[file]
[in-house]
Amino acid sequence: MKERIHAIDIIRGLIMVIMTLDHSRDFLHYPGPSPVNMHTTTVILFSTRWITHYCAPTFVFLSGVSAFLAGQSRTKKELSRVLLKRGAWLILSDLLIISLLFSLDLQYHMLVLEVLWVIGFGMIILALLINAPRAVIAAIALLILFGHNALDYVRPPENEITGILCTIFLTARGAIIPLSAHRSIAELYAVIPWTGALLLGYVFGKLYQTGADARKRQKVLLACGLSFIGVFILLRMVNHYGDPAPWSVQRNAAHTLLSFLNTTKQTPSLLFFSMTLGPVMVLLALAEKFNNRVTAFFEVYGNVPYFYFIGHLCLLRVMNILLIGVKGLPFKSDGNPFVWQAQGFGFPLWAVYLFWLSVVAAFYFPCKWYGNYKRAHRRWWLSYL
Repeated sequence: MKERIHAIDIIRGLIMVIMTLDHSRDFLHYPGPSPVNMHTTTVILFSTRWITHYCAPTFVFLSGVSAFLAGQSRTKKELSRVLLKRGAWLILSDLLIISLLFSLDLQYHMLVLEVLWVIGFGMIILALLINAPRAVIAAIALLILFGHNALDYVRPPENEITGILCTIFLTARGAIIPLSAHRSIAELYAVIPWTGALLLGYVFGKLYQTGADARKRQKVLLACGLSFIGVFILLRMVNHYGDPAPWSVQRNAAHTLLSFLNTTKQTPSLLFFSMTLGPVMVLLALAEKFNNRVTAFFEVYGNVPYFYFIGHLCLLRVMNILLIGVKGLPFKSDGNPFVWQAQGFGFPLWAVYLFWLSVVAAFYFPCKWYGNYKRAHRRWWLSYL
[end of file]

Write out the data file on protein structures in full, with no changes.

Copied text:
[in-house]
Amino acid sequence: MKERIHAIDIIRGLIMVIMTLDHSRDFLHYPGPSPVNMHTTTVILFSTRWITHYCAPTFVFLSGVSAFLAGQSRTKKELSRVLLKRGAWLILSDLLIISLLFSLDLQYHMLVLEVLWVIGFGMIILALLINAPRAVIAAIALLILFGHNALDYVRPPENEITGILCTIFLTARGAIIPLSAHRSIAELYAVIPWTGALLLGYVFGKLYQTGADARKRQKVLLACGLSFIGVFILLRMVNHYGDPAPWSVQRNAAHTLLSFLNTTKQTPSLLFFSMTLGPVMVLLALAEKFNNRVTAFFEVYGNVPYFYFIGHLCLLRVMNILLIGVKGLPFKSDGNPFVWQAQGFGFPLWAVYLFWLSVVAAFYFPCKWYGNYKRAHRRWWLSYL
Repeated sequence: MKERIHAIDIIRGLIMVIMTLDHSRDFLHYPGPSPVNMHTTTVILFSTRWITHYCAPTFVFLSGVSAFLAGQSRTKKELSRVLLKRGAWLILSDLLIISLLFSLDLQYHMLVLEVLWVIGFGMIILALLINAPRAVIAAIALLILFGHNALDYVRPPENEITGILCTIFLTARGAIIPLSAHRSIAELYAVIPWTGALLLGYVFGKLYQTGADARKRQKVLLACGLSFIGVFILLRMVNHYGDPAPWSVQRNAAHTLLSFLNTTKQTPSLLFFSMTLGPVMVLLALAEKFNNRVTAFFEVYGNVPYFYFIGHLCLLRVMNILLIGVKGLPFKSDGNPFVWQAQGFGFPLWAVYLFWLSVVAAFYFPCKWYGNYKRAHRRWWLSYL